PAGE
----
Since moving to Hong Kong in 1995, I’ve been celebrating Chinese New Year, including sending greetings to friends and business associates here. Some non-Chinese friends have told me they think it’s weird for a gweiloh (literally ghost, used as slang for Westerner) to wish them a happy lunar new year. I think it’s just about going with the flow wherever you live.
In a Chinese society, you can’t avoid the spirit of Chinese New Year, or as some say, Spring Festival, anymore than you can avoid the spirit of Christmas in the West. My first new year in Hong Kong, I didn’t realize some of my favorite neighborhood shops would close for up to a full month for the holiday, so my cupboard got awfully bare. To a avoid a repeat in 1997, a couple of days before the year of the ox lumbered in, I made a special visit to my favorite vegetable stand in the Graham Street market to stock up. As I chose tomatoes, carrots and greens, the vendor excitedly blurted, “Come back tomorrow. Price even higher then.” Her enthusiasm may have been misplaced, but it was absolutely infectious.
Growing up Jewish in the US, I got a lot of practice celebrating other people’s holidays as cultural phenomena without getting caught up in the details. I’d visit Christian neighbors to admire their trees and join my friend Dimitri’s Greek Christmas celebration a week later, sharing the joy and not mentioning it was his father in the Santa suit. I was always happy to take those holiday shifts in the newsroom so that my Christian colleagues could enjoy that time with their families.
My first Christmas in Hong Kong, I took a walk around Kowloon on Christmas eve. Thousands of people were out for what felt like a spontaneous street fair, celebrating for no apparent reason. (Everyone who actually observed the holiday presumably had somewhere else to be.) It felt like being in the middle of a joy fountain.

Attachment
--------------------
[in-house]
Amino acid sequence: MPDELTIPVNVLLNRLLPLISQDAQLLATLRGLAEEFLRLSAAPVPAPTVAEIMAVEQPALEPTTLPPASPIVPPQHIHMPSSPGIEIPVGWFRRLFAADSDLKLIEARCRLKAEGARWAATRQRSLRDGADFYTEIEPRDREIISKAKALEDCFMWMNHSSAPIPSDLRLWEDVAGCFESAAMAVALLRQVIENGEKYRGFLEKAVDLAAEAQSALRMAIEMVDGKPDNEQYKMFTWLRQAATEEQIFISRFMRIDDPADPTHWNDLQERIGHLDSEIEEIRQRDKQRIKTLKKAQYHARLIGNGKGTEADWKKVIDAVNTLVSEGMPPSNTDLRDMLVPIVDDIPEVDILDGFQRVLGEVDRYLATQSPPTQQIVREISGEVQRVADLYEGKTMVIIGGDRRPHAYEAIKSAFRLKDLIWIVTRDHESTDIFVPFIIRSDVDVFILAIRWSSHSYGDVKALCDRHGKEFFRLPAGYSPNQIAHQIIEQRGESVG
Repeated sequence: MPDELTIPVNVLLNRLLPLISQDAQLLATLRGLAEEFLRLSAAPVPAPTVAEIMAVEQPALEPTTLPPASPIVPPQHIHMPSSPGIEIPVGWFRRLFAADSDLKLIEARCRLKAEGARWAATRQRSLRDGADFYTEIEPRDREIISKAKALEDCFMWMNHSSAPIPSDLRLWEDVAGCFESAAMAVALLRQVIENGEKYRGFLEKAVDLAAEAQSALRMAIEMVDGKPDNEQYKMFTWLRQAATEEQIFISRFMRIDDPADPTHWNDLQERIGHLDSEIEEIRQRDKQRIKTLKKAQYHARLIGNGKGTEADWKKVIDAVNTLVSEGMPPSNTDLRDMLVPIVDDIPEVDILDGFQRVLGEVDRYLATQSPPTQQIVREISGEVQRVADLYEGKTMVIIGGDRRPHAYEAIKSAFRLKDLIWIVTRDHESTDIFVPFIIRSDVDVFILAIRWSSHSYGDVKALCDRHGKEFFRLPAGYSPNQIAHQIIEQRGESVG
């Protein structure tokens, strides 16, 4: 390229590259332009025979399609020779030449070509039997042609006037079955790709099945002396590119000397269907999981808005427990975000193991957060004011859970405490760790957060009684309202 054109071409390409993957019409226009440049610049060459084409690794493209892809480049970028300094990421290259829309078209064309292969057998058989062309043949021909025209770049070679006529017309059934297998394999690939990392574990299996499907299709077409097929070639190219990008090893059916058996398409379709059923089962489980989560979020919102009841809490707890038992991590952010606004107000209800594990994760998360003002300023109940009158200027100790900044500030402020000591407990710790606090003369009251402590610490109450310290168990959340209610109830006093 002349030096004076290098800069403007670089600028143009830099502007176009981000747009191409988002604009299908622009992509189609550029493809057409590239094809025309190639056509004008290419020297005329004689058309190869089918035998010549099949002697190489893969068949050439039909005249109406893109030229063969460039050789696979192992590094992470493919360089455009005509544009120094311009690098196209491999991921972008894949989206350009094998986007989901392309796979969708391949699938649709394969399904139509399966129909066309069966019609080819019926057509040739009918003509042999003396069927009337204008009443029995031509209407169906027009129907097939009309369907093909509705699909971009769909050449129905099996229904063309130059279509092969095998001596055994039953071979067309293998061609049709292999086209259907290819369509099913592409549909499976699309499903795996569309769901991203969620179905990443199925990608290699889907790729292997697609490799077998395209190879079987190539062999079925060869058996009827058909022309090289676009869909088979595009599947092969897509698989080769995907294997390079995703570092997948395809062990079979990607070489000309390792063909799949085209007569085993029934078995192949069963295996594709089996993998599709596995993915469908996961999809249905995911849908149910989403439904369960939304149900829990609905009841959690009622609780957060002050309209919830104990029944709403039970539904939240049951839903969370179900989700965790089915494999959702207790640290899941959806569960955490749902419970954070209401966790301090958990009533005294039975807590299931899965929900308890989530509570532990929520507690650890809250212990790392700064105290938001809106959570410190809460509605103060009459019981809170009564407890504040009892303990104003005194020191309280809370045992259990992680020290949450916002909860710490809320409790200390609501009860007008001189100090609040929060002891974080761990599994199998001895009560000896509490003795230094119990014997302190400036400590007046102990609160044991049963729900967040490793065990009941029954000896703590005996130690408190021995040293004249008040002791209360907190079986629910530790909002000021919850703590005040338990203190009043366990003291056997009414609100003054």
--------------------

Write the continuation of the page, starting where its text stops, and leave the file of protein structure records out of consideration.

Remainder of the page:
In your homeland, when people celebrate holidays you don’t, you’re the cultural equivalent of an innocent bystander. Whether you participate or walk on by is up to you. You’ve got no skin in the game and an easy way out. But if you chose to live in a different society, you take up cultural as well as physical residency, with an obligation to respect and honor local culture and traditions, as well as enjoying the benefits.
From the start, I’ve been grateful for the opportunities that I’ve had in Hong Kong and the good friends I’ve made there and across Asia as a result of living and working there. Honoring the Chinese New Year custom of sending good wishes to friends and colleagues is a simple way of showing that appreciation. Just don’t ask me to eat moon cakes this fall.
Kung hei fat choi. Gong xi fa cai. May your prices rise every tomorrow.
Totally globalized native New Yorker and former broadcast news producer Muhammad Cohen is author of Hong Kong On Air, a novel set in his adopted hometown during the 1997 handover about television news, love, betrayal, high finance, and cheap lingerie. See his bio, online archive and more at www.muhammadcohen.com; follow him on Facebook and Twitter @MuhammadCohen.